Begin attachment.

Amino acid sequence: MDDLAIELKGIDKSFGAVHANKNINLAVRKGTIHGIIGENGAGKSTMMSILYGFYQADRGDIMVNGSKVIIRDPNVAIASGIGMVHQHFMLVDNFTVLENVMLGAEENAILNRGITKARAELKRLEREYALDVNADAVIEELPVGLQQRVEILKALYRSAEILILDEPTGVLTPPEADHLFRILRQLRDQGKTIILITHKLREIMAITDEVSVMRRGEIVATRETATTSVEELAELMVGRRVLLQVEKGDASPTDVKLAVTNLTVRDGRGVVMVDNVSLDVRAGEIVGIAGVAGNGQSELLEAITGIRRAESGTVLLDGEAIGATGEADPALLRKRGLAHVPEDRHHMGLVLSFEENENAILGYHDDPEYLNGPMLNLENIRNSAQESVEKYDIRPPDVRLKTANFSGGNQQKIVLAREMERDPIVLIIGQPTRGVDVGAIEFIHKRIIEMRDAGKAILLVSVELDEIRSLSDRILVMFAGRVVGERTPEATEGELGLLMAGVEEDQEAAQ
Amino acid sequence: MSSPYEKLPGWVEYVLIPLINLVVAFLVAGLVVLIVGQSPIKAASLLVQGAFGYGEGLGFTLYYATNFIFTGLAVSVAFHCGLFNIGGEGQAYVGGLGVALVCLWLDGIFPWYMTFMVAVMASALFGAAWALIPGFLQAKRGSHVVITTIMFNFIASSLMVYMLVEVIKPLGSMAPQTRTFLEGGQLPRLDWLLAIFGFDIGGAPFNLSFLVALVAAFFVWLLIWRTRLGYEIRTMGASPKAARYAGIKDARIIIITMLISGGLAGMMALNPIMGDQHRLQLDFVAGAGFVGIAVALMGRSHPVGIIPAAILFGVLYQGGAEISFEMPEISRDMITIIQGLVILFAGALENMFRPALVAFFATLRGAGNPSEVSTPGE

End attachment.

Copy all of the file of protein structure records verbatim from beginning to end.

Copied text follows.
Amino acid sequence: MDDLAIELKGIDKSFGAVHANKNINLAVRKGTIHGIIGENGAGKSTMMSILYGFYQADRGDIMVNGSKVIIRDPNVAIASGIGMVHQHFMLVDNFTVLENVMLGAEENAILNRGITKARAELKRLEREYALDVNADAVIEELPVGLQQRVEILKALYRSAEILILDEPTGVLTPPEADHLFRILRQLRDQGKTIILITHKLREIMAITDEVSVMRRGEIVATRETATTSVEELAELMVGRRVLLQVEKGDASPTDVKLAVTNLTVRDGRGVVMVDNVSLDVRAGEIVGIAGVAGNGQSELLEAITGIRRAESGTVLLDGEAIGATGEADPALLRKRGLAHVPEDRHHMGLVLSFEENENAILGYHDDPEYLNGPMLNLENIRNSAQESVEKYDIRPPDVRLKTANFSGGNQQKIVLAREMERDPIVLIIGQPTRGVDVGAIEFIHKRIIEMRDAGKAILLVSVELDEIRSLSDRILVMFAGRVVGERTPEATEGELGLLMAGVEEDQEAAQ
Amino acid sequence: MSSPYEKLPGWVEYVLIPLINLVVAFLVAGLVVLIVGQSPIKAASLLVQGAFGYGEGLGFTLYYATNFIFTGLAVSVAFHCGLFNIGGEGQAYVGGLGVALVCLWLDGIFPWYMTFMVAVMASALFGAAWALIPGFLQAKRGSHVVITTIMFNFIASSLMVYMLVEVIKPLGSMAPQTRTFLEGGQLPRLDWLLAIFGFDIGGAPFNLSFLVALVAAFFVWLLIWRTRLGYEIRTMGASPKAARYAGIKDARIIIITMLISGGLAGMMALNPIMGDQHRLQLDFVAGAGFVGIAVALMGRSHPVGIIPAAILFGVLYQGGAEISFEMPEISRDMITIIQGLVILFAGALENMFRPALVAFFATLRGAGNPSEVSTPGE